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Word document opening as Read-Only from Internet

During our Windows 7 testing, we have a majority of systems that are opening a document from our online rating and proposal system as Read-Only.  For some of the systems, we have resolved this by setting Word to Compatibility Mode (Windows XP SP3), but most are still affected by this.  This has worked in IE 8, 9 & 10, so the source of the issue seems to lie with Word 2007.
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If I understand you, when I see this, pass word required and read only, I just click on read only no need to put a pass word .
Is this what you mean by read only.
Take a look at my screenshot of a word doc that has this
clicking on the read only opens it
 User generated imageIf your on windows 7 and use an older version of office like I have office 2003
and you need open a newer version of word there is a compatibility
patch available
How to install the Microsoft Office Compatibility Pack
When you say "opening as Read-Only from Internet", it's not really opening "from the Internet".  It has to first download the file to the Internet Explorer "Temporary Internet Files" cache and then Word opens it from there.  I don't have Office 2007 and therefore cannot test this, but I would guess that this is possibly intentional.  Is the user being shown a security dialog with a tick box before the file opens in Word, and if so what happens if the box is unticked before clicking the OK button.
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Thanks for your comments.  If this was intentional, it wouldn't be a problem.  I'm using Word 2007, so I would not require the Compatibility Pack.  I've attached a screenprint of what I'm referring to by the Read-Only dialogue.  On my system, I was able to resolve this by selecting Compatibilty Mode on the Properties box for WinWord.exe (see attached).  However, when this setting is applied to other systems (same image), it still opens in Read Only mode.  This is also occuring when opening other Word documents from the Internet (e.g. Word Calendar Template).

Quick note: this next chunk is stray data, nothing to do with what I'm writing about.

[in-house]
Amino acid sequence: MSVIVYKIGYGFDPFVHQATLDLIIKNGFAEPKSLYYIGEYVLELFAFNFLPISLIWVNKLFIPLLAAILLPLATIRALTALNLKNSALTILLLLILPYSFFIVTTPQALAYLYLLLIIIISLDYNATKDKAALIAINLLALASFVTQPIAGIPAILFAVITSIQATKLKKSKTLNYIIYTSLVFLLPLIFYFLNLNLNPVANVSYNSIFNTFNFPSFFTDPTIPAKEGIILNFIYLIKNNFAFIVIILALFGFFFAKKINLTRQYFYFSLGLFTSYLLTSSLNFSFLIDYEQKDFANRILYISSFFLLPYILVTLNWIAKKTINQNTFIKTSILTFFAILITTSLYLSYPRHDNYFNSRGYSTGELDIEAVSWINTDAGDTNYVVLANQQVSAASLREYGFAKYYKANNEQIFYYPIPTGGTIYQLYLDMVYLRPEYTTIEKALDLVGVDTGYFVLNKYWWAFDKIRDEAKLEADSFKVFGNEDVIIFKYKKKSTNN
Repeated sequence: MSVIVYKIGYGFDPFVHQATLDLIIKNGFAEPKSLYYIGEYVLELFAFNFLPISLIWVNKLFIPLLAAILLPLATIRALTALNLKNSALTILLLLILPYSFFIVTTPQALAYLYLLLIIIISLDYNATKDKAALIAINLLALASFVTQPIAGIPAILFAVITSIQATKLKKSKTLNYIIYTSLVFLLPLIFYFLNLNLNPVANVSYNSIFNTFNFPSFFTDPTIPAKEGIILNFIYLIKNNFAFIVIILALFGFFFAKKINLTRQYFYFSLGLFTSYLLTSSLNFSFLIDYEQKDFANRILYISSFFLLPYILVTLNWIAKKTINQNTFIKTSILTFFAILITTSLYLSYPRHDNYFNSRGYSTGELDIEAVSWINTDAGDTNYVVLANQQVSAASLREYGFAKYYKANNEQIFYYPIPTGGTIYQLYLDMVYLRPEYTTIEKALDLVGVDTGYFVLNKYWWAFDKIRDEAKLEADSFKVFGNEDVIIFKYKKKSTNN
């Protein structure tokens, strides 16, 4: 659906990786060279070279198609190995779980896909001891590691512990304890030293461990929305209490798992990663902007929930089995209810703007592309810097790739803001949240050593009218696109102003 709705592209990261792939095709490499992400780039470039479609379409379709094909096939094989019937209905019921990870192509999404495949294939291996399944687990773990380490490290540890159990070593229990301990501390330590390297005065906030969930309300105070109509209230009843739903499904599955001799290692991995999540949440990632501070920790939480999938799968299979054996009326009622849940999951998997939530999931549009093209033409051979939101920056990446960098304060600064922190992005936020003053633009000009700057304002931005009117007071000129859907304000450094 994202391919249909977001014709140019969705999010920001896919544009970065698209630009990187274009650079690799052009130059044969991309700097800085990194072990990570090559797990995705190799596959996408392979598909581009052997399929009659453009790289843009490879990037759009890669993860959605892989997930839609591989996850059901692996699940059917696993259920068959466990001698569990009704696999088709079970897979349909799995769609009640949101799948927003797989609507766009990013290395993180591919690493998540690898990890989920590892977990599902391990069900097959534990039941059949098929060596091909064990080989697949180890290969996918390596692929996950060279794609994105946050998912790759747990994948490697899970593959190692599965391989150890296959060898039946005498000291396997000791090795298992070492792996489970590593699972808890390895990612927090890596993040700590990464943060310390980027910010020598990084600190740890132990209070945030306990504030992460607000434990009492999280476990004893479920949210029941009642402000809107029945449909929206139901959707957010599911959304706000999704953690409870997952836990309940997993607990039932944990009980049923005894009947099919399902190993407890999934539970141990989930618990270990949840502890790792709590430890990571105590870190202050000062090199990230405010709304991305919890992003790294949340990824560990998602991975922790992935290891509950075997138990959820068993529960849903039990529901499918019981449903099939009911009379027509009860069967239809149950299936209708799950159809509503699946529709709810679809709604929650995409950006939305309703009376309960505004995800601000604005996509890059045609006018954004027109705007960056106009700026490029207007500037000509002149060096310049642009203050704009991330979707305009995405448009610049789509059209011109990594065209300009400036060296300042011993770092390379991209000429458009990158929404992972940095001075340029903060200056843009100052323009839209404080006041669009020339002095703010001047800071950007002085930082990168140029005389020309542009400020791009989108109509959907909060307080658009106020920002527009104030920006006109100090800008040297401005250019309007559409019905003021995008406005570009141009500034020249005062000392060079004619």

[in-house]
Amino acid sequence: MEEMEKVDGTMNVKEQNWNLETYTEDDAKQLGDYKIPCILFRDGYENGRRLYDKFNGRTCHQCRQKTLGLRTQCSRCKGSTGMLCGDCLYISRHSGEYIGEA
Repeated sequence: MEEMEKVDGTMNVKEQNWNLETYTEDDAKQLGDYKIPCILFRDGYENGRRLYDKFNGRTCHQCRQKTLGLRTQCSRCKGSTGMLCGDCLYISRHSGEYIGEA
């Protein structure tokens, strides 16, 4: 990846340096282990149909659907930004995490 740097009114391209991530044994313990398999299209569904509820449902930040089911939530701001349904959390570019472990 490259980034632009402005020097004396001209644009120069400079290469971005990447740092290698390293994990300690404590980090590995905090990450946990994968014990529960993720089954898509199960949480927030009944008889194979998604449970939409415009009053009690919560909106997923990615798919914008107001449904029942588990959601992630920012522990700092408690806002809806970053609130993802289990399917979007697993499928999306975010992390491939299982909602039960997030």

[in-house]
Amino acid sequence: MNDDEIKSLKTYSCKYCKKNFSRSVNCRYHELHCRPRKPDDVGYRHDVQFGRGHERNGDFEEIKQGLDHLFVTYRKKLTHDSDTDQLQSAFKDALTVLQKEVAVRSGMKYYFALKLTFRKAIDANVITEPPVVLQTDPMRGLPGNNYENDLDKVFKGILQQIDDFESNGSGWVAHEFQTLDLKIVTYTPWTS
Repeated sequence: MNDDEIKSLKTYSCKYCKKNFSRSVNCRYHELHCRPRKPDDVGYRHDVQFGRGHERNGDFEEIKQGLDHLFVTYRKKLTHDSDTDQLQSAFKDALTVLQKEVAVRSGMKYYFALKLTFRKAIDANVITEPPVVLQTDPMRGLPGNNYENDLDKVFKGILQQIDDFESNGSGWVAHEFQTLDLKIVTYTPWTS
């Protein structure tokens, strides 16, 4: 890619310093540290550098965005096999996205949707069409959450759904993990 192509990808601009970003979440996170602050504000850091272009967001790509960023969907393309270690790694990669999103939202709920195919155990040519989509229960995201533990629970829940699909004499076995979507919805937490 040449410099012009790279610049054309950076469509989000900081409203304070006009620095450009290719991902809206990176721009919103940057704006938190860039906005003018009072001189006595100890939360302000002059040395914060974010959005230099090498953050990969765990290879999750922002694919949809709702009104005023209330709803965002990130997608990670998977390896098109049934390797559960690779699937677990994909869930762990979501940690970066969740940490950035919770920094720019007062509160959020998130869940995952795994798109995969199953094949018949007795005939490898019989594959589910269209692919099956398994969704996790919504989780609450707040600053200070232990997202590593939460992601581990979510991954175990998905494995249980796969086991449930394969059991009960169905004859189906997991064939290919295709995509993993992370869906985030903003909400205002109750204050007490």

Sorry for the misunderstanding.  Rather than using the word "intentional" I should have said "by design".  What I was suggesting was that because the target file of a URL is being downloaded to Internet Explorer's "Temporary Internet Files" cache and then opened by Word from there, it is probably "by design" that it opens as Read-Only.  You wouldn't really want a user clicking the "Save" button and having Word save the file to that folder because that folder and sub-folders are usually hidden from users and have special attributes.  It clearly is a better idea that a user be forced into the "Save As" dialog so that it is saved to a non-system folder.

I only have XPSP3 and Word 2003 on the PC I am using, and the behaviour is exactly as I would have expected when clicking on a web link to a Word document in Internet Explorer (v8).  It first shows the security bar at the top telling me that IE has blocked the download of a potentially unsafe file.  I click on it and allow IE to download the file.  I am then prompted to "Open or Save" the file via a the standard security dialog.  I click "Open" and IE downloads the file to a sub-folder of:
"C:\Documents and Settings\Bill\Local Settings\Temporary Internet Files\Content.IE5"
as "OriginalFileName[1].doc", and Word then opens it from there.